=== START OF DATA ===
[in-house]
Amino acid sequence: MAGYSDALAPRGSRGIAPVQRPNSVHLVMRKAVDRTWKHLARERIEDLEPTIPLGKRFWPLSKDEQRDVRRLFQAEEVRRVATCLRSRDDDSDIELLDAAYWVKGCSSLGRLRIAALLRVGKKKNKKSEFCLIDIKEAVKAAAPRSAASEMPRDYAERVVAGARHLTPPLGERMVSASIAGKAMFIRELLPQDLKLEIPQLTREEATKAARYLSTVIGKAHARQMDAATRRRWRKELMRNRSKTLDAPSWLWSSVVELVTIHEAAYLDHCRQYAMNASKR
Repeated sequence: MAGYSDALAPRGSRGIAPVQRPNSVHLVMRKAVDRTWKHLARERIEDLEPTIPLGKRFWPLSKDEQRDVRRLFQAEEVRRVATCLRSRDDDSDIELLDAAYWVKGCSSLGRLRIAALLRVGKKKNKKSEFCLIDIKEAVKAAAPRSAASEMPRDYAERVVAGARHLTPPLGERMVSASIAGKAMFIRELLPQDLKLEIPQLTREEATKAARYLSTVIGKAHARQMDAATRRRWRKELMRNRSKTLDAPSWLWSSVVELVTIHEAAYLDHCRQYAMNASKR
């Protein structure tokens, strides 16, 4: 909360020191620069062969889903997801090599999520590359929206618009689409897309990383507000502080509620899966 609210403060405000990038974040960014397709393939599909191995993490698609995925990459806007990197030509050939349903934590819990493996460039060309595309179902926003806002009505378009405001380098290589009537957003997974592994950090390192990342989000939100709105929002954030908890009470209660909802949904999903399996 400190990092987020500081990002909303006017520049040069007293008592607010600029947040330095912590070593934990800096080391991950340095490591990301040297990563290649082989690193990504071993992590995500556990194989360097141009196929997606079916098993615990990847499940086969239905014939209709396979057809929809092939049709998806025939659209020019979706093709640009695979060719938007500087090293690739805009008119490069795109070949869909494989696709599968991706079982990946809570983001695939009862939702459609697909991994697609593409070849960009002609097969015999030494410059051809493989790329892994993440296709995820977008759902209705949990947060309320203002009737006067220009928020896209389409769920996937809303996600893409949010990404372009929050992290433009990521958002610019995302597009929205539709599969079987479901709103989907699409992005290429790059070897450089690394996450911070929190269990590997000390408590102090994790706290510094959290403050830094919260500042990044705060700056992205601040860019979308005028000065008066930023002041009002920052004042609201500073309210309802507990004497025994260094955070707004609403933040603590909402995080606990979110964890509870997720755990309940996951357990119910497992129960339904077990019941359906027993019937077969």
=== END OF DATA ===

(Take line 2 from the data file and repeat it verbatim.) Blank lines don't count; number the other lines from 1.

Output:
Amino acid sequence: MAGYSDALAPRGSRGIAPVQRPNSVHLVMRKAVDRTWKHLARERIEDLEPTIPLGKRFWPLSKDEQRDVRRLFQAEEVRRVATCLRSRDDDSDIELLDAAYWVKGCSSLGRLRIAALLRVGKKKNKKSEFCLIDIKEAVKAAAPRSAASEMPRDYAERVVAGARHLTPPLGERMVSASIAGKAMFIRELLPQDLKLEIPQLTREEATKAARYLSTVIGKAHARQMDAATRRRWRKELMRNRSKTLDAPSWLWSSVVELVTIHEAAYLDHCRQYAMNASKR